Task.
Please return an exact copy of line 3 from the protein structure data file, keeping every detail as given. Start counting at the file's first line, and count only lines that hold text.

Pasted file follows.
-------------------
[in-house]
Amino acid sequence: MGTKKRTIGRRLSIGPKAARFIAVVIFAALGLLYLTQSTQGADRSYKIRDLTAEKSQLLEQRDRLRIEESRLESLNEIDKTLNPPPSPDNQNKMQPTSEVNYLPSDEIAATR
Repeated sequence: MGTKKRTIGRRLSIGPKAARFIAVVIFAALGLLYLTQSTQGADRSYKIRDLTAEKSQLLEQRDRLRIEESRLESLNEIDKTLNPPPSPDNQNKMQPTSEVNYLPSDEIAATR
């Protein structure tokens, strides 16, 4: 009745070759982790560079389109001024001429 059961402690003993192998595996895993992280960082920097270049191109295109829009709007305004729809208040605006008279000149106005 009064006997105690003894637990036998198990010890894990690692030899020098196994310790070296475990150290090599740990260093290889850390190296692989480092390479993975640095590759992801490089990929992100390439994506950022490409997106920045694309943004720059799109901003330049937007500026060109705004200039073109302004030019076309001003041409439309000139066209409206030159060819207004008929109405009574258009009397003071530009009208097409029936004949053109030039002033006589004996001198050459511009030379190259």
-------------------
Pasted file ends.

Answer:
Repeated sequence: MGTKKRTIGRRLSIGPKAARFIAVVIFAALGLLYLTQSTQGADRSYKIRDLTAEKSQLLEQRDRLRIEESRLESLNEIDKTLNPPPSPDNQNKMQPTSEVNYLPSDEIAATR